Table 1.

Fit quality per subject

TrialsCoefficient of determination, R2AICAICconstKS
Palmer et al. (2005)
    AH5540.9480.9740.961−167.85 (±4.16)33.901 (p < 0.01)
    EH5600.9520.9440.948245.11 (±3.71)347.411 (p < 0.05)
    JD5670.8970.9740.936−558.39 (±57.68)516.363 (p < 0.01)
    JP5550.9760.9980.987−330.01 (±5.28)2754.842 (p < 0.05)
    MK5730.9730.9930.983−504.24 (±4.60)2041.612 (p < 0.01)
    MM5640.9280.9780.953−262.25 (±3.65)107.830
    Avg562.2 (±3.3)0.946 (±0.013)0.977 (±0.008)0.961 (±0.009)
Roitman and Shadlen (2002)
    B26150.9850.9890.987−809.16 (±18.99)26,436.320
    N35340.9830.9910.987620.34 (±33.69)48,005.643 (p < 0.05)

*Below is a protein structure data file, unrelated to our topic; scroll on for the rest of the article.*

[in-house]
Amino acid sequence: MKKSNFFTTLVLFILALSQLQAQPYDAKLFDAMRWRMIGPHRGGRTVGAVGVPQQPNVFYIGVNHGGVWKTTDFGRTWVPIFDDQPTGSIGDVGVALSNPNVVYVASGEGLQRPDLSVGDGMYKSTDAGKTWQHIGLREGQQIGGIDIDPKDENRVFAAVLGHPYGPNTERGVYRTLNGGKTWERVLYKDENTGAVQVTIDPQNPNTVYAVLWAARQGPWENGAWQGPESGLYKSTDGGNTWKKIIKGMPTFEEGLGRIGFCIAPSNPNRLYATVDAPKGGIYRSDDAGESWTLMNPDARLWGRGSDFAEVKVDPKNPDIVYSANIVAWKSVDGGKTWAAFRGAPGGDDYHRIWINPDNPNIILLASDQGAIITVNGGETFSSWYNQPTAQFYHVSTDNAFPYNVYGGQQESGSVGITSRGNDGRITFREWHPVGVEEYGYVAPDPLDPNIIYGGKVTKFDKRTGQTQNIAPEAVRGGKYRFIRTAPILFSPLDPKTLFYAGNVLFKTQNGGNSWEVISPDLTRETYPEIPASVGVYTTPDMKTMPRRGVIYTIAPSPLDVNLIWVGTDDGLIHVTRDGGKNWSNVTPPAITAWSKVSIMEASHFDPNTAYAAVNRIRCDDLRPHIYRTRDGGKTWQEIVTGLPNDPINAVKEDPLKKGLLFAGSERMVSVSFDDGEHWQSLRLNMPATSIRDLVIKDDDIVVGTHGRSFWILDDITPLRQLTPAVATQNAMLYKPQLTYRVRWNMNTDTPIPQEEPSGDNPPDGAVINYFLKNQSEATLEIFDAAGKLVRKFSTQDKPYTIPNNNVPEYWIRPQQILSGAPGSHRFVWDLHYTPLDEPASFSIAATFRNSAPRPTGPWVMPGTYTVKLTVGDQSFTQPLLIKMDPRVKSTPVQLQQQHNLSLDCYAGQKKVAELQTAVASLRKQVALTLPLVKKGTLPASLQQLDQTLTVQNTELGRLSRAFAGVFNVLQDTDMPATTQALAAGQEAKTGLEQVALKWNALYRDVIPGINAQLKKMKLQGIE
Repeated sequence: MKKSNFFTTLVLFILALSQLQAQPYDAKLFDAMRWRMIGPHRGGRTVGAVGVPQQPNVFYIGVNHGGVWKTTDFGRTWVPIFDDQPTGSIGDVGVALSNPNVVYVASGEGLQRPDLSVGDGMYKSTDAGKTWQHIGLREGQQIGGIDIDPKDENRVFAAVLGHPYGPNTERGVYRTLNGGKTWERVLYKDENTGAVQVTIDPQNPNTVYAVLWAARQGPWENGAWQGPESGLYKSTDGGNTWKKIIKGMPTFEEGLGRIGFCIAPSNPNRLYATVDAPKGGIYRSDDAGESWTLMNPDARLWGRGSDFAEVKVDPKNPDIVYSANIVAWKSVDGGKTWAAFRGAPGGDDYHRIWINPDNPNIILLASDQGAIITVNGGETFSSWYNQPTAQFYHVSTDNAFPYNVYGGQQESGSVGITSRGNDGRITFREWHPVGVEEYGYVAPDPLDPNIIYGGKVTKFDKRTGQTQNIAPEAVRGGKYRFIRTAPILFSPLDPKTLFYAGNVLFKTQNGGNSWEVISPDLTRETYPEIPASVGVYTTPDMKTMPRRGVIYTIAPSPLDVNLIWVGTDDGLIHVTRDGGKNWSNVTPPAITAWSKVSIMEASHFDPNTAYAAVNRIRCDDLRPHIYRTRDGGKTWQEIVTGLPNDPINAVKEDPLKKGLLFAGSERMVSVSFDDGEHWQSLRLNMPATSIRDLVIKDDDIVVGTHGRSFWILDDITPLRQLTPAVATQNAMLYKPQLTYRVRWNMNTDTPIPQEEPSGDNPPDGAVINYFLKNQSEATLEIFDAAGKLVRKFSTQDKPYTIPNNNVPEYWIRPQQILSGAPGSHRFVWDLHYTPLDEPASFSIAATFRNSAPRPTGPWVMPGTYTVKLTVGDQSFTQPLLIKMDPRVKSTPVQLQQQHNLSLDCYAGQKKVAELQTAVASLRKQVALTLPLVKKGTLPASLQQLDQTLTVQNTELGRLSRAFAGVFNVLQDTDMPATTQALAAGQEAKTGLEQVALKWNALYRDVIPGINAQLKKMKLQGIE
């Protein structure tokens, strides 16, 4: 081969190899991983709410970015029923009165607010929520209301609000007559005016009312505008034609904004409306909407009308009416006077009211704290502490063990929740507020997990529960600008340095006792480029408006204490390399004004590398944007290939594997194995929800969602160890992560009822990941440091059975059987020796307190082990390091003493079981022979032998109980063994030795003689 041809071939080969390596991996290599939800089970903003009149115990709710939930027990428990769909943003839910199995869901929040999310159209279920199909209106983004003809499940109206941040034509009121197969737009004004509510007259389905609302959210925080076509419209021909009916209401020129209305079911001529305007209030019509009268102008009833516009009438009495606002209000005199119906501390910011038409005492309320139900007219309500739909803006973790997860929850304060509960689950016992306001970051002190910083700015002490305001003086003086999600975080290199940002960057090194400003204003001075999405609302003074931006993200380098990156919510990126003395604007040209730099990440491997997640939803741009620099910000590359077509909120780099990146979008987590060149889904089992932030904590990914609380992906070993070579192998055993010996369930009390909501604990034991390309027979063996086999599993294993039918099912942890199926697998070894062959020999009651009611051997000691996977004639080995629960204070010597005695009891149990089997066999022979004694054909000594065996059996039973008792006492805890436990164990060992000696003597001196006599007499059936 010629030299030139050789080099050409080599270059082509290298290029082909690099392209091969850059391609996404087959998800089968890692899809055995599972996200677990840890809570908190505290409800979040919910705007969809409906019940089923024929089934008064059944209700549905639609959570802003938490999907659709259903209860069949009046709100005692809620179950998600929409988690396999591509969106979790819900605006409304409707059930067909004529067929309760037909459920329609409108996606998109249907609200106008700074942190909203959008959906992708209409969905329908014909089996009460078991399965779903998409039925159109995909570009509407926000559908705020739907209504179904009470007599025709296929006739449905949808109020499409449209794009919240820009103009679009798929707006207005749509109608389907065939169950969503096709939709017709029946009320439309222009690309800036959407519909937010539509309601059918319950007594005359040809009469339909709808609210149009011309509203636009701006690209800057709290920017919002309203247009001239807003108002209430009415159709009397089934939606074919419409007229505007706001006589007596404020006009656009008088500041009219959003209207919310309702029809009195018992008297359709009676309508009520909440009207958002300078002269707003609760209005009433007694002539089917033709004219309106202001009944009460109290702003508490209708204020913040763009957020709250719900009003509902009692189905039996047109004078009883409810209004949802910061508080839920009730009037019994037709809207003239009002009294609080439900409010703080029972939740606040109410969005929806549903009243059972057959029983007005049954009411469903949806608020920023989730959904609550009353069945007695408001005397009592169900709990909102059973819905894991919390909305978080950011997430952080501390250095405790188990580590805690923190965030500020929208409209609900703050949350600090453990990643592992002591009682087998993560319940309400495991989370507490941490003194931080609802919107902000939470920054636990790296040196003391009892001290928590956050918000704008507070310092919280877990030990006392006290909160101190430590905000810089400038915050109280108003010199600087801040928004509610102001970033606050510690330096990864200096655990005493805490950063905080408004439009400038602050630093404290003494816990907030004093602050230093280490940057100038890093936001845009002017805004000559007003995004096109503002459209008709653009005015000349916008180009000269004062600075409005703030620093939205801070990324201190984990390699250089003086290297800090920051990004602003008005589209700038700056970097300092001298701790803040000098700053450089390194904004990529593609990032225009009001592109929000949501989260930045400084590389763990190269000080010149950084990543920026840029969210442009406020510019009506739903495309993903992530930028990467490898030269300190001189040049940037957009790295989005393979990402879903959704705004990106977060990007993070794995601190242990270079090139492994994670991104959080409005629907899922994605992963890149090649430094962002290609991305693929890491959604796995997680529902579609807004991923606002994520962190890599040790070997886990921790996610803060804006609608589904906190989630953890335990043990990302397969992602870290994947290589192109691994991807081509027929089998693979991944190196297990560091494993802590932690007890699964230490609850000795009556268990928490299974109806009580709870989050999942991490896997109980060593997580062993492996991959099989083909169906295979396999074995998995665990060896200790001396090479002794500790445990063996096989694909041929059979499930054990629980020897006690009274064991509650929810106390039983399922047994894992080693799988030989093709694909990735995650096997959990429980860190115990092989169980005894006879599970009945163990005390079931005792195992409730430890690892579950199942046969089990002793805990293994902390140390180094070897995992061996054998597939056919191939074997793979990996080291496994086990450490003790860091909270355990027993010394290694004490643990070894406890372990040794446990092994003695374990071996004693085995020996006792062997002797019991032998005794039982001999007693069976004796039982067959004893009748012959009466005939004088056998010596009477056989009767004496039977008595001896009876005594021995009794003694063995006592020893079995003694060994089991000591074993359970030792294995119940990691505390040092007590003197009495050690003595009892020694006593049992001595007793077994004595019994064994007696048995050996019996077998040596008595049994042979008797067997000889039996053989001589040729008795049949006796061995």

• The table shows, for each subject, the number of trials that were fitted; the coefficient of determination (R2) for the chronometric function (Chron), the psychometric function (Psych), and averaged over both (Avg); the goodness of fit of our model according to the AIC (smaller is better), and the comparison goodness of fit of a diffusion model with constant bound (AICconst); the number of conditions (out of 12) for which the Kolmogorov–Smirnov test revealed a statistical significance between the reaction time distribution featured by the subject and that predicted by the model, together with the level of significance (KS). For the human dataset, we also provide the mean across subjects (±1 SEM) for the number of trials and the coefficient of determination. The AIC measure for our model is computed separately for 500 posterior samples, and here we provide mean ± 1 SD.